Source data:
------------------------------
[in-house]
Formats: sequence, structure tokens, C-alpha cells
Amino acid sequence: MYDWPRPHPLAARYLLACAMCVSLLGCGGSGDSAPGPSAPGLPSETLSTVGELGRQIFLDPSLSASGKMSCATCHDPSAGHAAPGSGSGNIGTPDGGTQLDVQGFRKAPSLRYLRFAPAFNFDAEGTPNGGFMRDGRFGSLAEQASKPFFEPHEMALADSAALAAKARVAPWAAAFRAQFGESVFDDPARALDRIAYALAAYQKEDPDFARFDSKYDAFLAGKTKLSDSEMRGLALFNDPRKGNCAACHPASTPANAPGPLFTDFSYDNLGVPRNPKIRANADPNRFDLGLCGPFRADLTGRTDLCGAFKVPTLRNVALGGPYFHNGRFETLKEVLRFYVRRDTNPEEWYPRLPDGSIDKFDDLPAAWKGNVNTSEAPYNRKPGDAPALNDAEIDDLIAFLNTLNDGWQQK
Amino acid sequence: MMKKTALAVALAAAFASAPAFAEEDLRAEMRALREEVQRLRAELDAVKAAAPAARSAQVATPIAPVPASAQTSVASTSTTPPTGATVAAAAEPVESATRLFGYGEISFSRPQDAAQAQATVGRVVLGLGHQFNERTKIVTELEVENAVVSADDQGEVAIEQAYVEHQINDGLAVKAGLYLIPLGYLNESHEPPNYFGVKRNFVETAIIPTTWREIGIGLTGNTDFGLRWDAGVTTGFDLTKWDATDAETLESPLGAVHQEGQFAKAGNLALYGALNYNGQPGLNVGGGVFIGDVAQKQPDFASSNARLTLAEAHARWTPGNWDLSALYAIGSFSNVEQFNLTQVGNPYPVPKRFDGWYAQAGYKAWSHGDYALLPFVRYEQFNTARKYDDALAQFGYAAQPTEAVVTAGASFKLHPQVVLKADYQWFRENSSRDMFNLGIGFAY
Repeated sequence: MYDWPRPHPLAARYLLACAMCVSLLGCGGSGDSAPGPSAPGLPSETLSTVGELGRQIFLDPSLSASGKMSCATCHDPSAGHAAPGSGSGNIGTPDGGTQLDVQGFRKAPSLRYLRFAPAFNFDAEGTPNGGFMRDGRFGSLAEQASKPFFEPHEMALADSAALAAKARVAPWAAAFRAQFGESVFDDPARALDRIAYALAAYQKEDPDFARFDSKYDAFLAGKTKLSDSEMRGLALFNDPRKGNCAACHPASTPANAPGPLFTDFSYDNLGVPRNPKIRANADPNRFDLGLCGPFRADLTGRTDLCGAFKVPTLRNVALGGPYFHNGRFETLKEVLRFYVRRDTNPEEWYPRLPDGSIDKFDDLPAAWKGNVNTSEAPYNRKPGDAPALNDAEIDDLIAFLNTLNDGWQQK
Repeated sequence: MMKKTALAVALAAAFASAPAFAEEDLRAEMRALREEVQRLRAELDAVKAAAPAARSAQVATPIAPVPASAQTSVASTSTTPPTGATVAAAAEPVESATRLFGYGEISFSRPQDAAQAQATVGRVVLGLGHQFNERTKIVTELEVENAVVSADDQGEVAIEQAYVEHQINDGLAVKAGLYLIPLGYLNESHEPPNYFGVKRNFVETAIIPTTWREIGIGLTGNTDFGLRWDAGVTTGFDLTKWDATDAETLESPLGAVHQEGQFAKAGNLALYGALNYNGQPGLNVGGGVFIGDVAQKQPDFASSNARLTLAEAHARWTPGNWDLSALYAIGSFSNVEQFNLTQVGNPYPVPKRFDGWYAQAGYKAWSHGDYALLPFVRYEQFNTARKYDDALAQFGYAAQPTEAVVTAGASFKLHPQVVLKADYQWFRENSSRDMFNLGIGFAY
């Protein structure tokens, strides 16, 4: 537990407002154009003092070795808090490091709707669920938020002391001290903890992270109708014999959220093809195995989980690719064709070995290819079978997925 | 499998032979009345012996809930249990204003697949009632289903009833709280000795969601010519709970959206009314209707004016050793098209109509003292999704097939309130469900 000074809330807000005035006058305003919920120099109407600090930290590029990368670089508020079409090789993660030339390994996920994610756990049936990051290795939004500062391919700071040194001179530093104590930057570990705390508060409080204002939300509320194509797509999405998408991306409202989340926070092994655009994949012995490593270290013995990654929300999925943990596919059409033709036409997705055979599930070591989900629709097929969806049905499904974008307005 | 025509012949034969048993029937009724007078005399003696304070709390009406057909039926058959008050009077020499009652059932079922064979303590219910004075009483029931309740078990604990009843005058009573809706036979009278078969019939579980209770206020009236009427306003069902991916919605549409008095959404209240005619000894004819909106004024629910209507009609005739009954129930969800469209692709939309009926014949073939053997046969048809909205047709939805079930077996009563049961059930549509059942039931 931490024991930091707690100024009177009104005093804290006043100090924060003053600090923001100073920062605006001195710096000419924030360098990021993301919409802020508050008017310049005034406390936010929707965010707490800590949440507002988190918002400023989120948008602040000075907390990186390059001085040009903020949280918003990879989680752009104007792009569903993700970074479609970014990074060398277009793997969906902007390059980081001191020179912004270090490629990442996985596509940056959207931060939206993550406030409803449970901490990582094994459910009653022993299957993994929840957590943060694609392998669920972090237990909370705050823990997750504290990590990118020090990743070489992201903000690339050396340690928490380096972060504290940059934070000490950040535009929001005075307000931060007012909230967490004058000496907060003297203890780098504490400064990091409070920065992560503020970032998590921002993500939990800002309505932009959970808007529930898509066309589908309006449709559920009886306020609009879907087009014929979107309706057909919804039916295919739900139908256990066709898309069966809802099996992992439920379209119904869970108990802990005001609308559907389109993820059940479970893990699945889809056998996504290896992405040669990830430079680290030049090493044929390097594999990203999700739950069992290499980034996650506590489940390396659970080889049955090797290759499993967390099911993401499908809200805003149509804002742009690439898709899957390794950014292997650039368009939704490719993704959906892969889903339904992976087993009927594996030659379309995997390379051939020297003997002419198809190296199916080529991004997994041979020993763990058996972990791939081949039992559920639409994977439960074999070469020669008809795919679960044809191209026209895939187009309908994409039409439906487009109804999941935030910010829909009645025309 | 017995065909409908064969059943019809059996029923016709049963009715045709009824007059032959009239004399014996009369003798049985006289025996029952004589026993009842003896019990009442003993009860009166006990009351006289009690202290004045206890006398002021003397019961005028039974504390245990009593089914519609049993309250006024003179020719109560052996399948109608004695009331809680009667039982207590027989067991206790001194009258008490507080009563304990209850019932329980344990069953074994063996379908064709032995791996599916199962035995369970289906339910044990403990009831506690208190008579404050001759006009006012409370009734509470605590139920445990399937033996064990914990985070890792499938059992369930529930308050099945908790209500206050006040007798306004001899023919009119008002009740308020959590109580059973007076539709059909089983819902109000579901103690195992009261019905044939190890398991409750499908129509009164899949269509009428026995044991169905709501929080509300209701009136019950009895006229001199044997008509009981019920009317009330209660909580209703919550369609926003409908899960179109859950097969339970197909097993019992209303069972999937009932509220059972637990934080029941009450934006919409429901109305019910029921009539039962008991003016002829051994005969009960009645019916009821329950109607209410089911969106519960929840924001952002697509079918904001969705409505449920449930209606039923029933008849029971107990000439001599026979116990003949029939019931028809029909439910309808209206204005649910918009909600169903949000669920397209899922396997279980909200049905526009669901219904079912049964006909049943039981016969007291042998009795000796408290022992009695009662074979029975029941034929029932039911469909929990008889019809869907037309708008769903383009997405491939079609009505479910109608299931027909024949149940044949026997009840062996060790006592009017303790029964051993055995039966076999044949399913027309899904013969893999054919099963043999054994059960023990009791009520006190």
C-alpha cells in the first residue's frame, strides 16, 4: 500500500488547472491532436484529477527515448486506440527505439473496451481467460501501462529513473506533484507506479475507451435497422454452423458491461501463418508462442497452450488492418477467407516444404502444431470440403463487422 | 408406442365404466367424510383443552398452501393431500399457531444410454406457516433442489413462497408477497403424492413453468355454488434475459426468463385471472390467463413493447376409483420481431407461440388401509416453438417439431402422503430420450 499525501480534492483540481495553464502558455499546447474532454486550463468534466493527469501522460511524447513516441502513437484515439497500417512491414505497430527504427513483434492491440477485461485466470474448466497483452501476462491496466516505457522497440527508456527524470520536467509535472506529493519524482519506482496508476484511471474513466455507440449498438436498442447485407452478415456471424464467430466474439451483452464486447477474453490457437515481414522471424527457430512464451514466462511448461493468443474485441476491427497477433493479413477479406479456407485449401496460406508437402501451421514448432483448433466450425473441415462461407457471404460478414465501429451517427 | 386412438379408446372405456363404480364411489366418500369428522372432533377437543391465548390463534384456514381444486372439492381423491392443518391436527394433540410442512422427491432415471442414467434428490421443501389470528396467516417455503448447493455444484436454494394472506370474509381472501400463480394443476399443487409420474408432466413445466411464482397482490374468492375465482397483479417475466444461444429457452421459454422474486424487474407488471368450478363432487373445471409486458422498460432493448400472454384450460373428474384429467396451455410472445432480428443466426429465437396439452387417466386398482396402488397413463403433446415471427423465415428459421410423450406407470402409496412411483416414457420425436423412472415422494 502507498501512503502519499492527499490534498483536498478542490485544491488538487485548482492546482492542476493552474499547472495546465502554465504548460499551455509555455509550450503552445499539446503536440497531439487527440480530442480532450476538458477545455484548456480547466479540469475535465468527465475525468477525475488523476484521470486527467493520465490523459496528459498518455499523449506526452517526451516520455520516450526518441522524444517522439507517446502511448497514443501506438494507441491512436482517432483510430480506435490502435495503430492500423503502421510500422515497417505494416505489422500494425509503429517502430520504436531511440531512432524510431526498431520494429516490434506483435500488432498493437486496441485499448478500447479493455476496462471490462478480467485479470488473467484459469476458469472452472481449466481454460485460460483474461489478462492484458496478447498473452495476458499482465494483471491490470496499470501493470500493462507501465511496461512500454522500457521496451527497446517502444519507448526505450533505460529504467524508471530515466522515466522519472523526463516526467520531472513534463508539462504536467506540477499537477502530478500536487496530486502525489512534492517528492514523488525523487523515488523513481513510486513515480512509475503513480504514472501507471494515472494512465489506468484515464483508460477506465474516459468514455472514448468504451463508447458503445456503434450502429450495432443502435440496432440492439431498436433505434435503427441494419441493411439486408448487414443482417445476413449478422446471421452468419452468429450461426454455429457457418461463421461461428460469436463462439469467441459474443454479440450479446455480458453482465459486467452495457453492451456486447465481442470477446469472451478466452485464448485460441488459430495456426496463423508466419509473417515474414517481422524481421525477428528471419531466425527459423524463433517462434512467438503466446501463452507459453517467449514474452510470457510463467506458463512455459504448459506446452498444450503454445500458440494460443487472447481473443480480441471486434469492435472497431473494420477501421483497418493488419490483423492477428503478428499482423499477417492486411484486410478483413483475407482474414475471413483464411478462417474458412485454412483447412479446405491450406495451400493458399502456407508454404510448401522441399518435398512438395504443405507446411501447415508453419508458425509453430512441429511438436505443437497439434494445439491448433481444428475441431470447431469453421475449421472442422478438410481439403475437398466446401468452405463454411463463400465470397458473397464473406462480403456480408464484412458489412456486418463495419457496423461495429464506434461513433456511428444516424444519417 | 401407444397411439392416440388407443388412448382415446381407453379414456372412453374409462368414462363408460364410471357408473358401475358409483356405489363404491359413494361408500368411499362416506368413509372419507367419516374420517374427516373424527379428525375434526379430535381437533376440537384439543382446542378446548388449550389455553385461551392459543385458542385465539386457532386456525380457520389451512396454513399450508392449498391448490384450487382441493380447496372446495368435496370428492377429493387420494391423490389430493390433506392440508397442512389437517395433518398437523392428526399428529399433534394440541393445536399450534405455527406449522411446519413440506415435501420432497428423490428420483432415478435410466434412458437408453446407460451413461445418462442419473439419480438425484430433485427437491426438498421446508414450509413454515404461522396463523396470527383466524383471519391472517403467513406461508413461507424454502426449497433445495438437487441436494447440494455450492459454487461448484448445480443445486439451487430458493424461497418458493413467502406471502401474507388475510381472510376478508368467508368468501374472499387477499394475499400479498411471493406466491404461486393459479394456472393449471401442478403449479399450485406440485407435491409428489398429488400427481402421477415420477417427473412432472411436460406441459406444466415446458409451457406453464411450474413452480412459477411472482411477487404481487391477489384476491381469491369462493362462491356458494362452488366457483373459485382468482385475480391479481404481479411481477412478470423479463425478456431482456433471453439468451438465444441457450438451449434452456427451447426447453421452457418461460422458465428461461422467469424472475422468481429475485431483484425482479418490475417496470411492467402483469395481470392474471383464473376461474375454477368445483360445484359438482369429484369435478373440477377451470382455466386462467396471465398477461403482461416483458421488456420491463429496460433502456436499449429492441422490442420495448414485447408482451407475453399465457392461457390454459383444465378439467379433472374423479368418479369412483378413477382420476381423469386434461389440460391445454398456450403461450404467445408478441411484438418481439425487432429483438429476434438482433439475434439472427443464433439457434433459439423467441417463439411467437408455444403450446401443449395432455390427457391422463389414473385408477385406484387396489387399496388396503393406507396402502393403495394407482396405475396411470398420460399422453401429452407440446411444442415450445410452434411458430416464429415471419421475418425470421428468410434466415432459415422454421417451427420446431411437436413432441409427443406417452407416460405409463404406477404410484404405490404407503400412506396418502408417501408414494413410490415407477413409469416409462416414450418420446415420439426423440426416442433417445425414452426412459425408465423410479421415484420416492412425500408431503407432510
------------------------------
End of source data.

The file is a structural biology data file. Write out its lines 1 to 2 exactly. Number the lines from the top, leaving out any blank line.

[in-house]
Formats: sequence, structure tokens, C-alpha cells